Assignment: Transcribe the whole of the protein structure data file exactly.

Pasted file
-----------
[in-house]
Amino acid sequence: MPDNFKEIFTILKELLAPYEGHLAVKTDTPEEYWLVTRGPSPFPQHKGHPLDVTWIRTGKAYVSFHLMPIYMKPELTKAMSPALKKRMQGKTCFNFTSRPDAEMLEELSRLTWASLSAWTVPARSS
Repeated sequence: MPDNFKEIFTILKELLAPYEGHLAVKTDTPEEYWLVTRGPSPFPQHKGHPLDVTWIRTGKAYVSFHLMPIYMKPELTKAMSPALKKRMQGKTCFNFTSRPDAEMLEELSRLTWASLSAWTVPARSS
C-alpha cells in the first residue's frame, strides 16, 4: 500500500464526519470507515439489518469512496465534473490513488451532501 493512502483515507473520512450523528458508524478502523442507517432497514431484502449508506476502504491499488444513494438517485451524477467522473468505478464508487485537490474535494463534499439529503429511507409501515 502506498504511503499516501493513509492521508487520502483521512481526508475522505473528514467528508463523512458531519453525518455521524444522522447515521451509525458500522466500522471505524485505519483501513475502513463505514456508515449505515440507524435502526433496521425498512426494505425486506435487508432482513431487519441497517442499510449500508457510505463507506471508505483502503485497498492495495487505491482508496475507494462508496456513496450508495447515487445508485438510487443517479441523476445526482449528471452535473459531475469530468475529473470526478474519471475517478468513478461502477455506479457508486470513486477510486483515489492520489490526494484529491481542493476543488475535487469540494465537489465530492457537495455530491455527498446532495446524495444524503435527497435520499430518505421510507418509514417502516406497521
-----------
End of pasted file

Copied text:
[in-house]
Amino acid sequence: MPDNFKEIFTILKELLAPYEGHLAVKTDTPEEYWLVTRGPSPFPQHKGHPLDVTWIRTGKAYVSFHLMPIYMKPELTKAMSPALKKRMQGKTCFNFTSRPDAEMLEELSRLTWASLSAWTVPARSS
Repeated sequence: MPDNFKEIFTILKELLAPYEGHLAVKTDTPEEYWLVTRGPSPFPQHKGHPLDVTWIRTGKAYVSFHLMPIYMKPELTKAMSPALKKRMQGKTCFNFTSRPDAEMLEELSRLTWASLSAWTVPARSS
C-alpha cells in the first residue's frame, strides 16, 4: 500500500464526519470507515439489518469512496465534473490513488451532501 493512502483515507473520512450523528458508524478502523442507517432497514431484502449508506476502504491499488444513494438517485451524477467522473468505478464508487485537490474535494463534499439529503429511507409501515 502506498504511503499516501493513509492521508487520502483521512481526508475522505473528514467528508463523512458531519453525518455521524444522522447515521451509525458500522466500522471505524485505519483501513475502513463505514456508515449505515440507524435502526433496521425498512426494505425486506435487508432482513431487519441497517442499510449500508457510505463507506471508505483502503485497498492495495487505491482508496475507494462508496456513496450508495447515487445508485438510487443517479441523476445526482449528471452535473459531475469530468475529473470526478474519471475517478468513478461502477455506479457508486470513486477510486483515489492520489490526494484529491481542493476543488475535487469540494465537489465530492457537495455530491455527498446532495446524495444524503435527497435520499430518505421510507418509514417502516406497521